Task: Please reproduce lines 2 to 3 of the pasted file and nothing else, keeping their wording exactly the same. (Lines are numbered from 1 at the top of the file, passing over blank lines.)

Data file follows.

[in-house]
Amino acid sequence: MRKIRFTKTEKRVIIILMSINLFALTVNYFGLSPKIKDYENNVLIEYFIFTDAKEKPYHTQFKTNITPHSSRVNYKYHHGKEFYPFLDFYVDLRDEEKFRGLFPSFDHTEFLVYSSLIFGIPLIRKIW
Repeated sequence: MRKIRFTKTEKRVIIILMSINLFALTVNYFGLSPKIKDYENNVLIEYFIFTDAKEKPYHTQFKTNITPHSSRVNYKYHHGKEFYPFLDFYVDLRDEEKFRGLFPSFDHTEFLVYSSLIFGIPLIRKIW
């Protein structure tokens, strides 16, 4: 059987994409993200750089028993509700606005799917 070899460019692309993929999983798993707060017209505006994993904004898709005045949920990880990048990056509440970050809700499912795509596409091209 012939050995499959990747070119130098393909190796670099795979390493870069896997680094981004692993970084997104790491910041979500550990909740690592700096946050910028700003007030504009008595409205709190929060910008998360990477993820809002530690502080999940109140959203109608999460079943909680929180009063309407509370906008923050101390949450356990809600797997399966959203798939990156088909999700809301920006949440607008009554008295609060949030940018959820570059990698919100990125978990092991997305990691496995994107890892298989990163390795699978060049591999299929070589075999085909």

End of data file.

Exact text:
Amino acid sequence: MRKIRFTKTEKRVIIILMSINLFALTVNYFGLSPKIKDYENNVLIEYFIFTDAKEKPYHTQFKTNITPHSSRVNYKYHHGKEFYPFLDFYVDLRDEEKFRGLFPSFDHTEFLVYSSLIFGIPLIRKIW
Repeated sequence: MRKIRFTKTEKRVIIILMSINLFALTVNYFGLSPKIKDYENNVLIEYFIFTDAKEKPYHTQFKTNITPHSSRVNYKYHHGKEFYPFLDFYVDLRDEEKFRGLFPSFDHTEFLVYSSLIFGIPLIRKIW